Joseph Andrews By Henry Fielding Character Analysis Lady Booby

Lady Booby is everything that Joseph and Fanny are not; attached to town life, blind to her own motives and consequently to those of others, shallow in her feelings and thus scornful of those who do feel deeply, her dangerous legal maneuvers in Book IV have extremely unpleasant implications.

Throughout the novel, Lady Booby's reason and her passion are at odds; she is clearly the agent of confusion in Fielding's comic plan. Her mental muddle works against the resolution toward which he is drawing his characters, her selfishness denies the love on which this resolution is based, and her concern for her reputation exile her from the novel's happy ending. Yet the energy and vividness with which Lady Booby is portrayed in her turmoils prevent us from seeing her as a supreme villainess; she is more than a pawn in Fielding's game. She embodies the struggles which we all have at times: "I despise, I detest my passions. Yet why?"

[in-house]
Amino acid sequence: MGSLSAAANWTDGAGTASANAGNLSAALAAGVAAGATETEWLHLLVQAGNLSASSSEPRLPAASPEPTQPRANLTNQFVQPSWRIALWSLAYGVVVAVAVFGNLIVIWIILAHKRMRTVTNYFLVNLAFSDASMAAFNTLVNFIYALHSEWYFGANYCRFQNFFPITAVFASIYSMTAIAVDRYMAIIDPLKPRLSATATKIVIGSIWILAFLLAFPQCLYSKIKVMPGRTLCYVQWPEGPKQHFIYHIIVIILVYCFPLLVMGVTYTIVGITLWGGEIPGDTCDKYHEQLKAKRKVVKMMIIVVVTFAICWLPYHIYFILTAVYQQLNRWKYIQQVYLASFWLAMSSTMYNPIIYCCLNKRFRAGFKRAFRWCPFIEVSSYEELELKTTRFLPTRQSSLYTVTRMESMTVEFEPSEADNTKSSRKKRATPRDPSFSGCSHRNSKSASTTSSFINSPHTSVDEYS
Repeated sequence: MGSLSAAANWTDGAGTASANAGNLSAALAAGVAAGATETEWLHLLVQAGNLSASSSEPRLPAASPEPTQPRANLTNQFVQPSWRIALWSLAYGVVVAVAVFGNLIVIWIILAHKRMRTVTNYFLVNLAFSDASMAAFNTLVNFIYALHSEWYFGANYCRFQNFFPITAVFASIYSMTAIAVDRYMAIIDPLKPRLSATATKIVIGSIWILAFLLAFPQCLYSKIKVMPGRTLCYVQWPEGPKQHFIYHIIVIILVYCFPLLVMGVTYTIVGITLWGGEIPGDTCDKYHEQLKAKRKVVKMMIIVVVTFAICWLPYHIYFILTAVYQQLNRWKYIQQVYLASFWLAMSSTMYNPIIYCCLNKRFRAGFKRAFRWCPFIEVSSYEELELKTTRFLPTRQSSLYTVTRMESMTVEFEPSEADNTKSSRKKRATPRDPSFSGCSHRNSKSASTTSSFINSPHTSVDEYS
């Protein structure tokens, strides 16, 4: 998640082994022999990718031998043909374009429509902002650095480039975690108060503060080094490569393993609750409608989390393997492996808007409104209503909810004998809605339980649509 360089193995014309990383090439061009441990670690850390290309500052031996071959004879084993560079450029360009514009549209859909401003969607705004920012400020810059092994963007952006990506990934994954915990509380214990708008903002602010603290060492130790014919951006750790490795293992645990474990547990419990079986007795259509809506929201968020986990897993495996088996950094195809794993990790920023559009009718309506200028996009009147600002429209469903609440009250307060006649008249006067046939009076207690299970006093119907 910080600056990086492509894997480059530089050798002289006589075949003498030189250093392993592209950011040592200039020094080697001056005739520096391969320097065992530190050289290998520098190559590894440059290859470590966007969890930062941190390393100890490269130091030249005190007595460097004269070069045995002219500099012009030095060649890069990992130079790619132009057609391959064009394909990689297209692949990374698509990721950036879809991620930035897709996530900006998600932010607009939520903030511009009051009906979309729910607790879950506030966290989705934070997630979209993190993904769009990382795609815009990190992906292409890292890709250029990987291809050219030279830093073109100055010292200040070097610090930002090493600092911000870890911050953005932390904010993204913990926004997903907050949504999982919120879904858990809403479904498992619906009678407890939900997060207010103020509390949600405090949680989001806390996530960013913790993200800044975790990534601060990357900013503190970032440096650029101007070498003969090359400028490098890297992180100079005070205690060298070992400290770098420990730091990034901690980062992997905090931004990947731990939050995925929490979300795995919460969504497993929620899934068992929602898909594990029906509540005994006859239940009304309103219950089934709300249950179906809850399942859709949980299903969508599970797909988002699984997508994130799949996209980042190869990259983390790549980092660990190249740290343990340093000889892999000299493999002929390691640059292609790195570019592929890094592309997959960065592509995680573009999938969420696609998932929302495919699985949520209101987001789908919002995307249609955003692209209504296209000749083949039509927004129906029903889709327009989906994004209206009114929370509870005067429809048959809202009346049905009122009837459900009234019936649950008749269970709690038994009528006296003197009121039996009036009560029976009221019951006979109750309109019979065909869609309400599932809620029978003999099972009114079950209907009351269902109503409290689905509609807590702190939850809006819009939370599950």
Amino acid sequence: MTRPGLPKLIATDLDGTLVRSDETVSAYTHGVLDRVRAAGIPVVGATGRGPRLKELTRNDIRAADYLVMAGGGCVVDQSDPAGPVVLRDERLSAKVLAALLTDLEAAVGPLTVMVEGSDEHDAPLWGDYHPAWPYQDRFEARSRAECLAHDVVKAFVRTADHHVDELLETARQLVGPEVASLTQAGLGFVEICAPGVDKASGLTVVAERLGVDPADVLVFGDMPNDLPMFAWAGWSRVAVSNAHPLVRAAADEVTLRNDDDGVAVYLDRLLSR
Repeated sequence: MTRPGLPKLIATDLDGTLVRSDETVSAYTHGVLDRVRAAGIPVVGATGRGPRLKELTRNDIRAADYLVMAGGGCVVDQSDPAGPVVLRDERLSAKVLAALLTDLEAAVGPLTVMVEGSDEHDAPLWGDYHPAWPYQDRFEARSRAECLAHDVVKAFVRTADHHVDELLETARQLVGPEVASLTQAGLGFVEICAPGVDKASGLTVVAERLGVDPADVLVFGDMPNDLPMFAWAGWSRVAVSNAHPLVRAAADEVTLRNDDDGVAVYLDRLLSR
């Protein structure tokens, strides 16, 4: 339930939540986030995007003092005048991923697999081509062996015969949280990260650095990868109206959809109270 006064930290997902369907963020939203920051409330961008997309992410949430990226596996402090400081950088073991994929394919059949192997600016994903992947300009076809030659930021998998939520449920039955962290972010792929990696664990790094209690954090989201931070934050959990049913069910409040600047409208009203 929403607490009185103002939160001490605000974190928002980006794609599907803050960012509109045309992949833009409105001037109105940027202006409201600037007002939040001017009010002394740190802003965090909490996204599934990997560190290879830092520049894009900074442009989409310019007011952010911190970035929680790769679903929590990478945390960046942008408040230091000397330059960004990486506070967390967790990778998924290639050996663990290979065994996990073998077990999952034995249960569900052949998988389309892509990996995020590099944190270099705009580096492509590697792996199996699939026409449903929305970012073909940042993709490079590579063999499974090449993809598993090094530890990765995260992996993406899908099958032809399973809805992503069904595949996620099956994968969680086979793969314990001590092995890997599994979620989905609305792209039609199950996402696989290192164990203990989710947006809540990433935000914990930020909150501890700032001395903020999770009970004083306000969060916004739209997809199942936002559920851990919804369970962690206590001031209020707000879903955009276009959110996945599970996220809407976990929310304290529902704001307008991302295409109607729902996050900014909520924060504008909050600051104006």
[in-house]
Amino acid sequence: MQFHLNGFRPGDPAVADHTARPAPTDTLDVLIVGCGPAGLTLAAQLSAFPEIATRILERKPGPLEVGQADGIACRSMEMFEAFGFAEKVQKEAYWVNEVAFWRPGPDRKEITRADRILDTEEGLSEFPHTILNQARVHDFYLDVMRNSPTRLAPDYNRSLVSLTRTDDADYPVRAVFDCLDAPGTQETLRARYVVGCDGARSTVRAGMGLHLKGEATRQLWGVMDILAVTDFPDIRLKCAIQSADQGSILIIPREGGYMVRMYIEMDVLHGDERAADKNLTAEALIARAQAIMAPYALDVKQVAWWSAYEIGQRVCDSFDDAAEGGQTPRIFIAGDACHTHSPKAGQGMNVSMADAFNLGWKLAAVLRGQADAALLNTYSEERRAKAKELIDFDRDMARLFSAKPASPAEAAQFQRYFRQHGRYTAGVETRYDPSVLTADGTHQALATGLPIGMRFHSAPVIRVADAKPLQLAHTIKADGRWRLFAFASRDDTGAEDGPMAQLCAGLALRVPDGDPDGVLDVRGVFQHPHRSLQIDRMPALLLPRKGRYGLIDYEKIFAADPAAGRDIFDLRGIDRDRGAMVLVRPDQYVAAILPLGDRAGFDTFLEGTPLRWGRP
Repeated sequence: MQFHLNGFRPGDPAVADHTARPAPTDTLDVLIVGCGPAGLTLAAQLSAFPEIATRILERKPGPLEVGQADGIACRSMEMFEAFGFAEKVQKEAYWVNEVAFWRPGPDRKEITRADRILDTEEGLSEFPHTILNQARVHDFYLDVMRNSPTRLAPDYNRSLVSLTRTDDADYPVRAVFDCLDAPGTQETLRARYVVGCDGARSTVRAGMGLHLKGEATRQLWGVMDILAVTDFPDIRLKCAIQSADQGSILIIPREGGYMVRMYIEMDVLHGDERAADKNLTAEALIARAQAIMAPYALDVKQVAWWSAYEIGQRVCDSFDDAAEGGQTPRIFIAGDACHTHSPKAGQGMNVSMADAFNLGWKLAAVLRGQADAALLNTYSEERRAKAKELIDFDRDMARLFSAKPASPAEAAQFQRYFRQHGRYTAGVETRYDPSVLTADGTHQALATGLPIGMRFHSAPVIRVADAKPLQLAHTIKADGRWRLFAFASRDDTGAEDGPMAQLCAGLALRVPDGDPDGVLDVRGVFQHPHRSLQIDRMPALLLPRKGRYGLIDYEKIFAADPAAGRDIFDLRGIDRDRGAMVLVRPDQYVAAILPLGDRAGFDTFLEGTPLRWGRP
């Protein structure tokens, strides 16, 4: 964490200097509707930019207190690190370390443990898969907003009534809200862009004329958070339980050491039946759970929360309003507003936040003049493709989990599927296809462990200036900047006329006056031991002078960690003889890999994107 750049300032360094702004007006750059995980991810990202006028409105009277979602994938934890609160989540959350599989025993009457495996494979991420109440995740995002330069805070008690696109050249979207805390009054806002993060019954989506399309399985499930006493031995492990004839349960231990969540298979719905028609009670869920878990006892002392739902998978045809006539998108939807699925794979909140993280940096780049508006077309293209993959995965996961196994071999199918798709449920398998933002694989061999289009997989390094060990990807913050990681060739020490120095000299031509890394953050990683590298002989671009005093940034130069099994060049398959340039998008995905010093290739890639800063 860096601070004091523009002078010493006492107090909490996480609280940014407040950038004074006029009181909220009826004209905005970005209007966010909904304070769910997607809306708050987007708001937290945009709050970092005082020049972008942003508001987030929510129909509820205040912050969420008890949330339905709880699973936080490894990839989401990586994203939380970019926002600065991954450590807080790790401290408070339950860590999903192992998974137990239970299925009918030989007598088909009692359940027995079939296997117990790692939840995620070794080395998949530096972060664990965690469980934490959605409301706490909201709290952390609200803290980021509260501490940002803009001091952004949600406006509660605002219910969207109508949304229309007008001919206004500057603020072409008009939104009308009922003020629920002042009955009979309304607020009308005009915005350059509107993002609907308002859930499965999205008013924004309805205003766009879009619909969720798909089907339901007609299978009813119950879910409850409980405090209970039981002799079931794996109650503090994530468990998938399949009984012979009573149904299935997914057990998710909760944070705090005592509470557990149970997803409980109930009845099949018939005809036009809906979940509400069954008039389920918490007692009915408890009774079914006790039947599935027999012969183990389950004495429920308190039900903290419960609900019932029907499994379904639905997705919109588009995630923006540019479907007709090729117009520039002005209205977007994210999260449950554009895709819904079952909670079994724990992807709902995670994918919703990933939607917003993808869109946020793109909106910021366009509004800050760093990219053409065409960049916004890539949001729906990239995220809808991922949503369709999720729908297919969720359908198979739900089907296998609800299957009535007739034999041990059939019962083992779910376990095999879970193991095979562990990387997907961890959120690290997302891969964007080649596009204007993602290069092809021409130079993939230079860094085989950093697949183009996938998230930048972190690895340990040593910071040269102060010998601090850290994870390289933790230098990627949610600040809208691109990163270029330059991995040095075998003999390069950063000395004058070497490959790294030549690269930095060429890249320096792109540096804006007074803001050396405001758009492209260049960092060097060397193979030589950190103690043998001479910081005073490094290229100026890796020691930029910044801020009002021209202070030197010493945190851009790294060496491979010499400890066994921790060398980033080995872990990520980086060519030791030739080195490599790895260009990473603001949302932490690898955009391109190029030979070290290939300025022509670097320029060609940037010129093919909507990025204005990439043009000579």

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After Adams returns penniless from Pastor Trulliber's, who pays his bills at the inn?




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